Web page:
He has helped marshal social workers, soldiers and volunteers to distribute aid to the victims, but sighs, “I really don’t know where to start. I cannot imagine the devastation that hit my province.”
As he saw the province from a helicopter, he told himself, “There is no more Eastern Samar province.”
“You cannot recognize it. The devastation was horrific,” he told reporters, his voice cracking.”
News: ‘Eastern Samar is Gone’
The Philippine Star
16 November 2013
The historic town of Balangiga, Eastern Samar was once the site of a historic massacre to defend Philippine independence. On September 28, 1901, locals attacked Americans with bolos (daggers) in what the United States considers “the bloodiest chapter” of its history in the Philippines.
On November 8, 2013, the town would experience the challenge of a generation: the arrival of Super Typhoon Yolanda.
To save Mayor Viscuso de Lira sought to act early to save lives, ordering a forced evacuation on November 5.
In Balangkayan, local municipal accountant Melinda B. Borja remembers the dual nature of Yolanda: first came the gale-force winds, then the flooding rain. In coastal areas, storm surges would reached up to 10 feet. Each weather event, wrecking havoc on local homes, schools, roads and critical infrastructure.
Two years may have passed since Yolanda struck. Despite the challenges of long-term disaster recovery, in Balangkayan, the message is clear. “We are moving forward,” Rene says. “We are just taking all our rehabilitation, step by step.”
Maria Daina C. Monta has served as the municipal bookkeeper in General MacArthur, Eastern Samar, for more than twenty-five years. What she and her community experienced during Super Typhoon Yolanda will stay with them for a lifetime.
“A group of army soldiers were stationed at one of our upland barangays , and they themselves witnessed giant waves in the Pacific Ocean,” she remembers. “As it approached the shoreline, they saw how it parted into two: maybe that was the storm surge. Since it was divided, it spared our municipality from extensive damage, but our neighboring municipalities were badly affected,” she remembers.
Super Typhoon Yolanda first made landfall in the municipality of Guiuan, Eastern Samar. Almost all the structures within the municipality were left in ruins, and the town remained largely isolated in the first days to follow.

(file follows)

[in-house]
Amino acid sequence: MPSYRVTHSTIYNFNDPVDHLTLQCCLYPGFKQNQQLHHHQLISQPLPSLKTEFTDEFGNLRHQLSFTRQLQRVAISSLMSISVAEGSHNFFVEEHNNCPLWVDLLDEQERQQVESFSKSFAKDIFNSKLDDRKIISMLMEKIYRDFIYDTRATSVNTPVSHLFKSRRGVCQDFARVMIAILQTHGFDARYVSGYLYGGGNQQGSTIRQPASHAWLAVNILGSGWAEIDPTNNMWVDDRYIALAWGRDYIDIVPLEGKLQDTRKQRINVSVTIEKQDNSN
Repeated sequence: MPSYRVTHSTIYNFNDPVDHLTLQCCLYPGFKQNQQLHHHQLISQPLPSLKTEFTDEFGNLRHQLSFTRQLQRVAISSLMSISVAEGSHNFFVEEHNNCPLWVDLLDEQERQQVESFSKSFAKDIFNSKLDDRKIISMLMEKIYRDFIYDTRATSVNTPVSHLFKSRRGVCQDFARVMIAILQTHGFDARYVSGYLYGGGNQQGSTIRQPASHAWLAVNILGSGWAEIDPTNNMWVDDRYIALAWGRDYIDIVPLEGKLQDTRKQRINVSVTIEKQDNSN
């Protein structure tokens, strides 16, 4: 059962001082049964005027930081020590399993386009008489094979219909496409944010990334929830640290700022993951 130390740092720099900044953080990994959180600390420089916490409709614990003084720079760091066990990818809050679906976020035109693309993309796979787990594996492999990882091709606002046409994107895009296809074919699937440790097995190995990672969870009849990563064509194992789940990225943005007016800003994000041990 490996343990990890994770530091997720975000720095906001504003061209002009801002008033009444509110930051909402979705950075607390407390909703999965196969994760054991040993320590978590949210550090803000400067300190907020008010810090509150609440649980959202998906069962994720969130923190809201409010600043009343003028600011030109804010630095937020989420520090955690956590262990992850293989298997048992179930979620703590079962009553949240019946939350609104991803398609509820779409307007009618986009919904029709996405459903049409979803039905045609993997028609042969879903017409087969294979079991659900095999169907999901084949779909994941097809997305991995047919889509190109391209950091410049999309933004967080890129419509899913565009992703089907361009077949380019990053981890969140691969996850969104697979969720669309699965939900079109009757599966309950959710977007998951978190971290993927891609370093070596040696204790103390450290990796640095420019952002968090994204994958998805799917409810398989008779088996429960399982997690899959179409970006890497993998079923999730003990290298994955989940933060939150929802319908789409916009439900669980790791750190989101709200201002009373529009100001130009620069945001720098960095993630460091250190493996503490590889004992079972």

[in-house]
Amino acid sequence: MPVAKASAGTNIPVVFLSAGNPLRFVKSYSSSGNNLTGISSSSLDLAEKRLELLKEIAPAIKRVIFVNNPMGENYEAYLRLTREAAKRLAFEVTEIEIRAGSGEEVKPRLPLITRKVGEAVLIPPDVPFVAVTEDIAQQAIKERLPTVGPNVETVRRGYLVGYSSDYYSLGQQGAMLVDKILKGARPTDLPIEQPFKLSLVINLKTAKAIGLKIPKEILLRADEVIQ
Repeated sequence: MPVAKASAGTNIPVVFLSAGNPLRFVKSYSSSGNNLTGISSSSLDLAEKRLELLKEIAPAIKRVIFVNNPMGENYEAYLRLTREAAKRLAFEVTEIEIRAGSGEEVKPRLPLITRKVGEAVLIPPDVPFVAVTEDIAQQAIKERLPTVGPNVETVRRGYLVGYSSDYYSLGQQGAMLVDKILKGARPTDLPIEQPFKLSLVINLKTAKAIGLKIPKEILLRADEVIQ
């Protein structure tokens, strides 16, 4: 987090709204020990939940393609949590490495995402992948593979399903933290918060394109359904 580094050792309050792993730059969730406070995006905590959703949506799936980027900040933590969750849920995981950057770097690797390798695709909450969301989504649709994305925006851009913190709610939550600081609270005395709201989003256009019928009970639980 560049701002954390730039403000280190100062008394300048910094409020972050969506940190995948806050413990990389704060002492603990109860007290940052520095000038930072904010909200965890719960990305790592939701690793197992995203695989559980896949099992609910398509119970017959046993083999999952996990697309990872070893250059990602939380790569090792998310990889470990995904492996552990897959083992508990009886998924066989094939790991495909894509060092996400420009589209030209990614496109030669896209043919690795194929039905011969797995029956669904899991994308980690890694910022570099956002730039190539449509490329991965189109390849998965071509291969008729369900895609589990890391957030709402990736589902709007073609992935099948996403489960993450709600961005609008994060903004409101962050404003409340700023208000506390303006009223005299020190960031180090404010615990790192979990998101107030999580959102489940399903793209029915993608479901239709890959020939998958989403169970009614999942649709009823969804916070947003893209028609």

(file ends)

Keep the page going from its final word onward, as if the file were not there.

“Almost everything were completely washed out,” explains Rosario D. Merilles, a local market vendor. “All the business establishments, even those were made from concrete. Houses, schools, roads: everything here was affected by Yolanda.”
“We knew that it will be a super typhoon, but its strength really took us by surprise,” says local market vendor Elena G. Gayda. “Since our public market is located right beside the sea, we already anticipated that it will be affected by Yolanda,” she explains.
As with nearby houses and other infrastructure, the super typhoon stripped the roof from the market. Stalls were blown away by the freakishly powerful winds, and all that remained of the once-thriving market were the remnants of what had been structural columns.
In Llorente, local municipal employees remember well the difficulties to arise in ensuring government services, after Super Typhoon Yolanda. “It was difficult,” says municipal employee Jesse D. Contado. “We had to return to work right away.”
“Although, thank God that the water did not enter the Municipal Hall.” This key government building sustained partial damages due to the strong winds.
“The weather is very unpredictable nowadays and it is very hard if you’re greatest opponent is the ocean,” he added.
This is how Germi Flynn D. Garfin, a municipal engineer from the coastal town of Maydolong, Eastern Samar, describes Yolanda’s onslaught.
“The strong winds tore off the roofs of the houses, the municipal hall and the civic center. Power lines and tress had been toppled. Debris was everywhere,” he says. “At that moment, it really felt like the end of the world.”
“We’re used to typhoons. We know the feel of them, and how the surrounding ares begin to look as they arrive.”
Yet on November 8, 2013, the weather was fine and clear. “So from our experiences, we simply thought it would not come.”
“Among the municipalities passed by Yolanda in Eastern Samar, Quinapondan was still lucky because it incurred minimal damage, when compared to our neighboring municipalities,” Mayor Nedito A. Campo remembers.
Yet despite the minimal physical damage, the Mayor explains, local survivors experienced a kind of damage that proves invisible at first glance.
“The Yolanda experience was an eye opener for everyone,” Mayor added. “During the typhoon, in our municipal hall, there was total chaos.”